Flashback, circa 1994: Ever since elementary school I knew that when I grew up I wanted to lead, create, bring people together, and change the world. I didn’t know what I would do or how I would do it. I heard of a job called a businesswoman. They wore suits and focused on money. Not something I would do!
Twenty years later, 2014: While a teacher and then staff member at TFA for six years, I learn about TFA alumni who went to this place called business school and who earned this thing called an MBA. I meet some great people, including women, who had earned their MBA. Their jobs didn’t seem boring. They were leading, creating, bringing people together, and changing the world. I would do that.
Applying to Business School
Truth be told, even if you are a woman who has never considered yourself a “business” person, everything that you have done up until this point has likely prepared you to start the application process—whether you were an accountant, a teacher, an opera singer, or an engineer. MBA degrees help you develop the skills that you might be missing while allowing you to better leverage the experiences, mindsets and values that you already possess.
In terms of applying to business school as a woman, here’s what I will say:
- I did not focus on the ratio of males to females. I figured an imbalanced ratio would be representative of the business environment at large, so any ratio would be helpful for me to adjust from a female-heavy industry (education/non-profit)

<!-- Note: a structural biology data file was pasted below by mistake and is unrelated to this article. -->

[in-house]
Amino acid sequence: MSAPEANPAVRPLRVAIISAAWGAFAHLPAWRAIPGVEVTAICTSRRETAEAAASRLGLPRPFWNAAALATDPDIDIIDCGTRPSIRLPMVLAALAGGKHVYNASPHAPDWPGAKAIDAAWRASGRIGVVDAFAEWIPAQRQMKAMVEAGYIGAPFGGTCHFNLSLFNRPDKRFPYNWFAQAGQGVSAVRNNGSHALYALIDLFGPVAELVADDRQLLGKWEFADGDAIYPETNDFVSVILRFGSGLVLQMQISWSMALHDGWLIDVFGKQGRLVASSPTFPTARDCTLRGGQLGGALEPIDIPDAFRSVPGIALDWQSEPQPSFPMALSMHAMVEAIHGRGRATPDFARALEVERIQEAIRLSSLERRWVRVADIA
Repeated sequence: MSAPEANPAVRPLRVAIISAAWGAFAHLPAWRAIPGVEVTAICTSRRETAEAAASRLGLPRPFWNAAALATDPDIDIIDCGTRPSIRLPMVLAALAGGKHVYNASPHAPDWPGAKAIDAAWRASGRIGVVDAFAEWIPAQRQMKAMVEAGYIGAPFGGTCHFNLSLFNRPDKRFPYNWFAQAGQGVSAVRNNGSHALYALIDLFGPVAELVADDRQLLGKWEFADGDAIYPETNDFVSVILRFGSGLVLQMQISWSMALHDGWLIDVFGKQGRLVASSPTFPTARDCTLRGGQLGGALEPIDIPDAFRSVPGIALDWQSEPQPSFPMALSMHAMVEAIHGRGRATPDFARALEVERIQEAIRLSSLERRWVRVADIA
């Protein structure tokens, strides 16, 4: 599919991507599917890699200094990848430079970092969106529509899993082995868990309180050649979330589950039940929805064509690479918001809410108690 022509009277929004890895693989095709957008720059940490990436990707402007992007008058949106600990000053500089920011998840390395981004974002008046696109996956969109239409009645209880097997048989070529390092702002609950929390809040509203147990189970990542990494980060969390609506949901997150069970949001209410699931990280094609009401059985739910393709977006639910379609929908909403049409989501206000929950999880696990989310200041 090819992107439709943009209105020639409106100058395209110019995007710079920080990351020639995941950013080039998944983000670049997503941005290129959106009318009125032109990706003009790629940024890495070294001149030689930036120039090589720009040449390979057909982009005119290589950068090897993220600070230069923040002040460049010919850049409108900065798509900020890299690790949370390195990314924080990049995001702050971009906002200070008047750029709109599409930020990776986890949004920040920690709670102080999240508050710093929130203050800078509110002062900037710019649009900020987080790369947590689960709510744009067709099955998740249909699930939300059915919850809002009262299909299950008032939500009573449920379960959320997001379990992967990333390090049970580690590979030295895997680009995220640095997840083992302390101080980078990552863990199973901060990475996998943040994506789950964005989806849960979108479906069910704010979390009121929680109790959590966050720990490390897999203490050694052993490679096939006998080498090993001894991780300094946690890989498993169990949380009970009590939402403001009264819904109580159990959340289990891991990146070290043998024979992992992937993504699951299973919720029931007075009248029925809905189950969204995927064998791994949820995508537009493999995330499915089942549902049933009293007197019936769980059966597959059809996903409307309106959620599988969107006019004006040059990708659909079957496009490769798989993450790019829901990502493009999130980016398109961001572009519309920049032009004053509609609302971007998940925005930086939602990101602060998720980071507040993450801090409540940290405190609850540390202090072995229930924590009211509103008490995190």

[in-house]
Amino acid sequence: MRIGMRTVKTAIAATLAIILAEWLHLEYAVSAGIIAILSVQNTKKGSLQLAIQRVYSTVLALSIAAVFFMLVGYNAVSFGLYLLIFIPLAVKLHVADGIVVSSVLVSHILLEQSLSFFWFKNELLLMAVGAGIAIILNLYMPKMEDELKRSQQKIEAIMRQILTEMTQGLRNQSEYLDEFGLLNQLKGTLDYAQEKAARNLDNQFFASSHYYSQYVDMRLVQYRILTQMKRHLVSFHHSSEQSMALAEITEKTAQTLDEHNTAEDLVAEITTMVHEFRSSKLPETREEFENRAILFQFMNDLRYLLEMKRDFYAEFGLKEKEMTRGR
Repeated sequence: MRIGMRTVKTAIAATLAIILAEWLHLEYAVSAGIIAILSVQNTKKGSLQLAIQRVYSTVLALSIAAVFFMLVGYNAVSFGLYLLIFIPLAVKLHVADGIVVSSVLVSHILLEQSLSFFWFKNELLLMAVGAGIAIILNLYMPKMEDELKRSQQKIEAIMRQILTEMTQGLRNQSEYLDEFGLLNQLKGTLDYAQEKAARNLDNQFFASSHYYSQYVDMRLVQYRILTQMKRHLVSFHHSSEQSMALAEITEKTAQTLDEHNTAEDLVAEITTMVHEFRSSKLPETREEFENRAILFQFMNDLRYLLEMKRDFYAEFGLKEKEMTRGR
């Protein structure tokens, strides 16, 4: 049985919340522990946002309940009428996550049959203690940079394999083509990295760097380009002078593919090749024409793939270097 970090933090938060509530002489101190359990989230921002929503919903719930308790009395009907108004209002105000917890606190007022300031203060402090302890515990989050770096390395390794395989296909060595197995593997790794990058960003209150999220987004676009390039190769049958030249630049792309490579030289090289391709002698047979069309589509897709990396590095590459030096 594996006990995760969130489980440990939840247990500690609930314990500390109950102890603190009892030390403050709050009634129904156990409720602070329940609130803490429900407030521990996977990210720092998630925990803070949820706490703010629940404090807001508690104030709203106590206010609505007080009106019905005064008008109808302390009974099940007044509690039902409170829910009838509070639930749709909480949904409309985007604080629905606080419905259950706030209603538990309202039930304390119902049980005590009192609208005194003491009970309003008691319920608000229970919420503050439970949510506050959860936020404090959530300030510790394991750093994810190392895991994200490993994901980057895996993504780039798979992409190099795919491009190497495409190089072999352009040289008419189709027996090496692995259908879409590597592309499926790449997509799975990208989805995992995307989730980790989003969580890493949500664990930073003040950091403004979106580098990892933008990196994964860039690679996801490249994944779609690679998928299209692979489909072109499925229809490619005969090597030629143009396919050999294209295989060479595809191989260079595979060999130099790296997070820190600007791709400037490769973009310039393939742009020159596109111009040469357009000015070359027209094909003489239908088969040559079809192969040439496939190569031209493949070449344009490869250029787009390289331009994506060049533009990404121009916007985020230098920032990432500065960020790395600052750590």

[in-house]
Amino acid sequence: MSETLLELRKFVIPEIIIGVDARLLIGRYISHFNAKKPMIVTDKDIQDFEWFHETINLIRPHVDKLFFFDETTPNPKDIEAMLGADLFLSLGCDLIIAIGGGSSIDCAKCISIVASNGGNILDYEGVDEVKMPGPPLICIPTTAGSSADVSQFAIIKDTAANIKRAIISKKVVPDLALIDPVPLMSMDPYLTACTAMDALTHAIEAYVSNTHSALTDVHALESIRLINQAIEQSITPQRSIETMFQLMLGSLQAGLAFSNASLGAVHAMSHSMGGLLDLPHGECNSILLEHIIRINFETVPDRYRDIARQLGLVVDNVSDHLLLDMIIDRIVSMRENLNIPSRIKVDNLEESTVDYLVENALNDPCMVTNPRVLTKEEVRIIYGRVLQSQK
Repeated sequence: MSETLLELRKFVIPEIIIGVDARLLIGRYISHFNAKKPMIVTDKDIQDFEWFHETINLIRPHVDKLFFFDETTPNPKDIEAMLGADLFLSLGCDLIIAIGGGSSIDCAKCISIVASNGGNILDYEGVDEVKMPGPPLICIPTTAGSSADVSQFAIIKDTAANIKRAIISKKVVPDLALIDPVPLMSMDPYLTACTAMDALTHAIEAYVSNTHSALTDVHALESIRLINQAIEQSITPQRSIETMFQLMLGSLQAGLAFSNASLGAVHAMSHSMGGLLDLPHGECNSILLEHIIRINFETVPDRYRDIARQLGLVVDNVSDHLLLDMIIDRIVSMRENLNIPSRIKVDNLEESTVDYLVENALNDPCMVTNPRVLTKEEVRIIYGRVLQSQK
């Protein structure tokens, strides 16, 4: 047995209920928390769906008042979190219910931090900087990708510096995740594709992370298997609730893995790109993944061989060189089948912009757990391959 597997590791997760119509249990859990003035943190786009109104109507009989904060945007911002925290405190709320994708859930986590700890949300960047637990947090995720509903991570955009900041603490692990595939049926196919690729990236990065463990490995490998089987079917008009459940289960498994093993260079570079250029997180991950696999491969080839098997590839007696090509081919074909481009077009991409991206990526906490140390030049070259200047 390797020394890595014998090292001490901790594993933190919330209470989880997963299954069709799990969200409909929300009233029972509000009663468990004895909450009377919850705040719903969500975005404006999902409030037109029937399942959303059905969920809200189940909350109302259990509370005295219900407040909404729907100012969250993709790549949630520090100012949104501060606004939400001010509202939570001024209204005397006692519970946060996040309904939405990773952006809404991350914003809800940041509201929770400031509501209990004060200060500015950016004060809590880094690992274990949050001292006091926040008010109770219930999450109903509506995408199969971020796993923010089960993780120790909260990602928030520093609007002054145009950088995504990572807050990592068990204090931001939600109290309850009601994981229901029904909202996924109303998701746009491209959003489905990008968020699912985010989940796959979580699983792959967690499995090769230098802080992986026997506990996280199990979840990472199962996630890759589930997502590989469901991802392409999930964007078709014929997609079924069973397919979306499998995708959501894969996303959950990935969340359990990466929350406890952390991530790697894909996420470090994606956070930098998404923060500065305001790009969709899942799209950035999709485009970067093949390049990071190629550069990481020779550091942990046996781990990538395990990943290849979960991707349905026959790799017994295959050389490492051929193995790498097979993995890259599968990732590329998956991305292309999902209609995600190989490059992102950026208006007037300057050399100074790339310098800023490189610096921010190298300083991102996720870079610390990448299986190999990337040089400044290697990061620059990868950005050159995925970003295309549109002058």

- It was helpful to have a female mentor to help me through the process (Darden admissions offers a 1:1 mentor program to help you through the process—reach out today!). I had already built relationships with MBA alumnae (as women tend to do), so I was able to leverage these relationships strategically in the MBA process (do not feel guilty about asking for time or help–women want to help build the pipeline and pay it forward)
- I remember having really positive interactions with female students and seeing many faculty when I visited Darden; this was definitely indicative of the community I desired.
A Community of Women
Once I arrived at school, my relationships at Darden – and in particular, those with my female friends/classmates—made a significant impact on my time here. Honestly, I would not have made it far if it were not for many of my fellow Darden women. No matter the venue, be it a camping trip, a recruiting event, in section, learning team, or on weekend nights, I have always been grateful for the essential support & fun that my female classmates/friends have shared. They also give me the feedback and support I need to be an even better leader. I hold these relationships dear and look forward to many years of lifelong friendships and connections in business.